Skin Health is Affected by Ethnicity

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Modern medicine has long been a white man’s world — and I’m talking about patients, not doctors. Only relatively recently have medical researchers begun to study in detail how people of different ethnicities are affected differently by injuries and diseases — including, ironically, skin conditions. And it’s about time, because did you know that your particular skin color can play a major role in which skin conditions you develop, where and how they’re discovered, and the consequences they bring?

According to Nelson Lee Novick, MD, a clinical professor of dermatology at Mount Sinai School of Medicine and a dermatologist in private practice in New York City, most dermatologists lump patients into one of three broad skin categories — white, Asian and people of color (a broad category that includes African Americans, Hispanics, Native Americans, Indians, Hawaiians and others). There just isn’t enough research yet to make many distinctions that are more precise than that, he told me. But he’s optimistic about the future. “I can foresee a time when we’ll be able to address the differences between, say, Ethiopian skin, Kenyan skin and Nigerian skin,” Dr. Novick said.
If you’re a non-Caucasian, you’ll be happy to know that you have a lower overall risk of getting both serious and nonserious skin conditions, compared with whites, but make sure that you’re aware of the following trends that may affect you — whether you’re Asian or a person of color.
  • You’re at higher risk for certain types of skin cancer. Doctors aren’t sure why, but squamous cell carcinoma is the most common skin cancer in African Americans and Indians and, unlike in people with lighter skin, it tends to occur at sites where the skin has already been traumatized — in other words, in places where there’s already a scar. So if you’re a person of color, give extra scrutiny to skin that is scarred or has been otherwise damaged in the past. On the other hand, basal cell skin cancer (symptoms include waxy or pearly bumps, raised spots, nonhealing sores, color changes and flakiness) is the most common form of skin cancer in Hispanics, Chinese and Japanese and is the second most common skin malignancy in African Americans and Indians.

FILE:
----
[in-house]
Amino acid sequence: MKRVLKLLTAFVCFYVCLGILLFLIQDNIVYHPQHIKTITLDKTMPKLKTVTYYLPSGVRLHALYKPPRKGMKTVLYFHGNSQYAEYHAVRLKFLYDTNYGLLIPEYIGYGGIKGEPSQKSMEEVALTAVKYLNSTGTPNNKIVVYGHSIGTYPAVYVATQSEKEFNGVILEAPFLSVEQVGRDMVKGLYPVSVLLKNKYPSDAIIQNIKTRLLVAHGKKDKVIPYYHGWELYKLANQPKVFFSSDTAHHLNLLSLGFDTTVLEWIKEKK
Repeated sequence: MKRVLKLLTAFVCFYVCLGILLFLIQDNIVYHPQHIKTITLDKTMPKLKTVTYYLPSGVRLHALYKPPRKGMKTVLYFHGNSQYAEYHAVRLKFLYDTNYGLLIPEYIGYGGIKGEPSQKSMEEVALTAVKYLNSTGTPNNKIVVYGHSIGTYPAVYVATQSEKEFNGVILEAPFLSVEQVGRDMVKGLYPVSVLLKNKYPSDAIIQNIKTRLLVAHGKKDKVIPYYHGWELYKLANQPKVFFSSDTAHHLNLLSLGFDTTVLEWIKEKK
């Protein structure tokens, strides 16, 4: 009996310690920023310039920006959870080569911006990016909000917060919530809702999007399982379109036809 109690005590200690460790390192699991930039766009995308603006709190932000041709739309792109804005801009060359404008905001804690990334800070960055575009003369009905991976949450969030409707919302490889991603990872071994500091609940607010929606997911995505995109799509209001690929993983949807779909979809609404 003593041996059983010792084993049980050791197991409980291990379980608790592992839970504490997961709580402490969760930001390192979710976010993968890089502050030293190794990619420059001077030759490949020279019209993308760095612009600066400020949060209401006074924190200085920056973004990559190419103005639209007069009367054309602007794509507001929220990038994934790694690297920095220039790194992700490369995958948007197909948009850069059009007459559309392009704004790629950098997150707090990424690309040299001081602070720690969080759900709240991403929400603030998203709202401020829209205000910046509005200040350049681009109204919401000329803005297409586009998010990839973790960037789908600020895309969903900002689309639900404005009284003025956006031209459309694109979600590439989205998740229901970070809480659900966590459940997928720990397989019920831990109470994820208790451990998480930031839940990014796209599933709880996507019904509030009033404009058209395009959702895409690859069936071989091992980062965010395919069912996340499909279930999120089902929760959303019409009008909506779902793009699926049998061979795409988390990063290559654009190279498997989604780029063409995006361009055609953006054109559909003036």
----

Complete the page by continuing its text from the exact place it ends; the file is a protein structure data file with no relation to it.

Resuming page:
• Cancer is likely to develop in different places. For unknown reasons, the very deadly skin cancer melanoma is more likely to occur on certain body parts, depending on your race. For example, Asians and people with dark brown skin (specifically those of African descent, Asians, Hawaiians and Native Americans) are more likely to get melanomas in the mouth or on the palms of the hands, soles of the feet or under the nails, compared with people of other ethnicities. In light-skinned Hispanics, however, melanomas are more often found on the trunk (torso) or legs, and on the feet in dark-skinned Hispanics, compared with people of other ethnicities.
  • Skin problems can be harder to spot. If you have darker skin, it can be harder to spot dangerous lesions… and of course when a condition is caught at a later stage, it can be more difficult to treat. In fact, when it comes to melanoma, blacks, specifically, are more likely to die from it. On average, their five-year survival rate is 59% compared with 85% in Caucasians — and that difference is probably almost entirely due to the fact that melanoma is typically caught in a later stage on dark skin, said Dr. Novick. That’s why he is very forceful in telling his dark-skinned patients to be vigilant — do self-exams at least once every other month and make sure that you get a full-body screening from a dermatologist at least once a year.
  • Acne and rosacea can have extra consequences. Dark-skinned people are more prone to developing what’s called postinflammatory hyperpigmentation(PIH) after getting pimples or after experiencing a flush, red face from a bout of rosacea. The telltale signs of PIH are dark spots (excess melanin production — not scars) that can linger for months or years or sometimes forever. If you have a pimple, you can reduce your chances of developing PIH by not picking at it and by wearing sunscreen over it (since sunlight can make PIH even darker). There are also over-the-counter and prescription “fade creams” that you can ask your doctor about. And you can work with your dermatologist to prevent pimples from forming in the first place. If you suspect that you have the skin condition rosacea — symptoms include a tendency to flush when drinking alcohol, eating spicy foods or spending time outdoors in the sun, wind or extreme temperatures — bring this concern to a dermatologist, because topical or oral prescription drugs may make the problem (and therefore the consequence of PIH) go away.
The bottom line: Conditions like cancer, especially melanomas, aren’t just skin deep — they can be life-threatening — so if you’re Asian or a person of color, take these precautions to heart to protect yourself. For more information on preventing and treating various skin conditions, visit the American Academy of Dermatology’s Web site at
Source:  Nelson Lee Novick, MD, clinical professor of dermatology, Mount Sinai School of Medicine, New York City.

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